Some people think that talking about digital preservation in terms of complexity and costs sounds more negative than thinking in terms of opportunities (or challenges) and benefits. But in both cases, you will need the same hard-core figures about the costs you make as an organisation and the benefits that raise from it. The latter is not easy to do, but the work of Neil Beagrie and his team shows that it will be possible to measure the benefits.

If we would have better figures of the benefits of preserving digital material, we are in a better position to estimate what it will cost us if digital material is not preserved. Of letting digital objects die, be it intentionally or not.  How much damage is done to society if crucial information is not preserved?  Recently the question was raised that some interesting websites, containing the research results of a project that lasted for several years,  might not be harvested and preserved in a digital archive. Consequence of this would be a tremendous loss for the community in the related research discipline. This is clearly an incentive for preservation!

I remember that when the Planets project was proposed, it was argued that the obsolescence of digital information in Europe,  in case no action to preserve it would be taken, could cost the community an astonishing amount of 3 billion euro a year. I could not find a source for this assumption, only a reference to some articles. One of them described the amount of data that was created worldwide. The other article described the costs for an organization if lacking proper tools to manage data (getting access, searching,  not finding etc). It could be that the Planets assumption derived from this information was used as an illustration to make the case for digital preservation (the amount of stories in the Atlas of Digital Damages does not prove this assumption).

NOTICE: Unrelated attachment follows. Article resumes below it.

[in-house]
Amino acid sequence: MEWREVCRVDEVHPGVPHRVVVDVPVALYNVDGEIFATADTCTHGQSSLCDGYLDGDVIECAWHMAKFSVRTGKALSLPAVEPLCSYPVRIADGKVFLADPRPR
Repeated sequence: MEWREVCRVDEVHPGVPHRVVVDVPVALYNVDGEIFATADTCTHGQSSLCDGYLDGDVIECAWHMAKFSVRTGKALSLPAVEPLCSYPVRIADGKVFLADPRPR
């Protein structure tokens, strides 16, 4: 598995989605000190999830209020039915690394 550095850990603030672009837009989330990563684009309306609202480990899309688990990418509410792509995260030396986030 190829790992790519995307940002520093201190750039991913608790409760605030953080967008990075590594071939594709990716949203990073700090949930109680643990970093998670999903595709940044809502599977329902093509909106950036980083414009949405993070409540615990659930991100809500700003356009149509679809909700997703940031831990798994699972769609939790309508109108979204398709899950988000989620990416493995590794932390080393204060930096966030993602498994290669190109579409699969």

But in essence, it are these kind of figures (and their related evidence) we also need to have at hand. Not only demonstrating the costs of digital preservation, but also demonstrating what it would cost society if we did not preserve things.

MOOCs in the Netherlands by Surf Academy

The SurfAcademy, a program set up to encourage knowledge exchange between higher education institutions in the Netherlands, organised a seminar on MOOCs, Massive Open Online Courses, on 26 February. Several Dutch institutions have started with MOOCs on various platforms and subjects, so the special interest group Open Educational Resources (OER) of Surf thought it was time to share experiences and open up the discussion for institutions that wish to jump on this fast moving train.

The Koninklijke Bibliotheek does not normally provide education as the National Library of the Netherlands, but we do work together with the Dutch universities (of applied sciences) and we are happy to share knowledge with our colleagues and users. Also, as one of the founding members of the impact Centre of Competence in text digitisation, we were asked to think about how we can best share the knowledge that was gathered in the 4 year research project IMPACT. Perhaps a MOOC would be a good idea?

The afternoon has an ambitious program, but is filled with experiences and interesting observations. I thought the most interesting parts of the afternoon were the presentations of the universities that are currently working with MOOCs in the Netherlands. Those were LeidenUniversity, presented by Marja Verstelle, the University of Amsterdam, presented by Frank Benneker and Willem van Valkenburg on the work the Technical University Delft is doing with their MOOC.

[slideshare id=16787746&w=427&h=356&sc=no]

It is interested to see the different choices each institution made for their own implementation of a MOOC. Leiden chose to work with Coursera and TU Delft joined EdX, while Amsterdam built their own platform (forever beta) in only two months and just 20k euro with a private partner. Each have their own reasons for these choices, such as flexibility (Amsterdam), openness (Delft) or ease (Leiden). Amsterdam is the only university that has started its MOOC already with great success (4800 participants in the first week), Leiden plans to start in May 2013 and Delft follows in September.

Another interesting presentation was the one by Timo Kos, both from KahnAcademy and Capgemini Consulting. He shared the results of two projects he did on OER, including MOOCs. As he showed us that MOOCs are not a technical hype, because they use no new technologies, merely combine existing ones for a new purpose. However, MOOCs can be indicated as a disruptive innovation, but as he says in the panel discussion at the end of the day we do not have to fear that real-life universities will be pushed out by MOOCs.

[slideshare id=16790022&w=427&h=356&sc=no]